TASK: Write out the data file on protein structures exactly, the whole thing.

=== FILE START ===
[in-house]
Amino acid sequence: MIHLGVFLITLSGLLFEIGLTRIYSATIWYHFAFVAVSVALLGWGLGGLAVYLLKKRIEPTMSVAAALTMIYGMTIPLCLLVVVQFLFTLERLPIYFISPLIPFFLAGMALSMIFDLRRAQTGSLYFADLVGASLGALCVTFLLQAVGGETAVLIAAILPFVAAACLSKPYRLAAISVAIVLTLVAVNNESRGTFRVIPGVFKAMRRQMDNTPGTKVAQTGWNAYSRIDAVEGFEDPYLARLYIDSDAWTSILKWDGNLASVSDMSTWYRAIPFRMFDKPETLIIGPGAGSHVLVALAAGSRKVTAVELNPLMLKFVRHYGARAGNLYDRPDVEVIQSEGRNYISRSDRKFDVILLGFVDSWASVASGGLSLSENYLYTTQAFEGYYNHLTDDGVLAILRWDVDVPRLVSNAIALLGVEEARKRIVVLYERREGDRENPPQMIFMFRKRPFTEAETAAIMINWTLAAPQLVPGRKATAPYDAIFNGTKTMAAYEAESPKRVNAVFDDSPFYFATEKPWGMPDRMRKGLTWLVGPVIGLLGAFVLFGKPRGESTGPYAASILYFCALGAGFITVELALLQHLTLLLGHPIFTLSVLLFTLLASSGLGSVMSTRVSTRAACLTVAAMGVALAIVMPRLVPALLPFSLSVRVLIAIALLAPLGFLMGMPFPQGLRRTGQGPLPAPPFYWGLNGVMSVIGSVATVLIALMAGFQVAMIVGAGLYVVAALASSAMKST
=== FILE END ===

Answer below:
[in-house]
Amino acid sequence: MIHLGVFLITLSGLLFEIGLTRIYSATIWYHFAFVAVSVALLGWGLGGLAVYLLKKRIEPTMSVAAALTMIYGMTIPLCLLVVVQFLFTLERLPIYFISPLIPFFLAGMALSMIFDLRRAQTGSLYFADLVGASLGALCVTFLLQAVGGETAVLIAAILPFVAAACLSKPYRLAAISVAIVLTLVAVNNESRGTFRVIPGVFKAMRRQMDNTPGTKVAQTGWNAYSRIDAVEGFEDPYLARLYIDSDAWTSILKWDGNLASVSDMSTWYRAIPFRMFDKPETLIIGPGAGSHVLVALAAGSRKVTAVELNPLMLKFVRHYGARAGNLYDRPDVEVIQSEGRNYISRSDRKFDVILLGFVDSWASVASGGLSLSENYLYTTQAFEGYYNHLTDDGVLAILRWDVDVPRLVSNAIALLGVEEARKRIVVLYERREGDRENPPQMIFMFRKRPFTEAETAAIMINWTLAAPQLVPGRKATAPYDAIFNGTKTMAAYEAESPKRVNAVFDDSPFYFATEKPWGMPDRMRKGLTWLVGPVIGLLGAFVLFGKPRGESTGPYAASILYFCALGAGFITVELALLQHLTLLLGHPIFTLSVLLFTLLASSGLGSVMSTRVSTRAACLTVAAMGVALAIVMPRLVPALLPFSLSVRVLIAIALLAPLGFLMGMPFPQGLRRTGQGPLPAPPFYWGLNGVMSVIGSVATVLIALMAGFQVAMIVGAGLYVVAALASSAMKST